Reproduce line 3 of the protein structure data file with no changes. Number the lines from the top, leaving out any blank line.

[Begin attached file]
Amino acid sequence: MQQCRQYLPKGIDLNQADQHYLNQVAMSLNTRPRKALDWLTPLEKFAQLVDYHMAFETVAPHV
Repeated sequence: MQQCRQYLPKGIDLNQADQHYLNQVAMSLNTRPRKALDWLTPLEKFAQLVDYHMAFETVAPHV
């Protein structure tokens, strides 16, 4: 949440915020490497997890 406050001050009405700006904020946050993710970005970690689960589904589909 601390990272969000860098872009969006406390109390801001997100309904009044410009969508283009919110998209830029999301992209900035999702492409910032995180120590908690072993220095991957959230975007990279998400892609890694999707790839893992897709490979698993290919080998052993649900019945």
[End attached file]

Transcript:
């Protein structure tokens, strides 16, 4: 949440915020490497997890 406050001050009405700006904020946050993710970005970690689960589904589909 601390990272969000860098872009969006406390109390801001997100309904009044410009969508283009919110998209830029999301992209900035999702492409910032995180120590908690072993220095991957959230975007990279998400892609890694999707790839893992897709490979698993290919080998052993649900019945």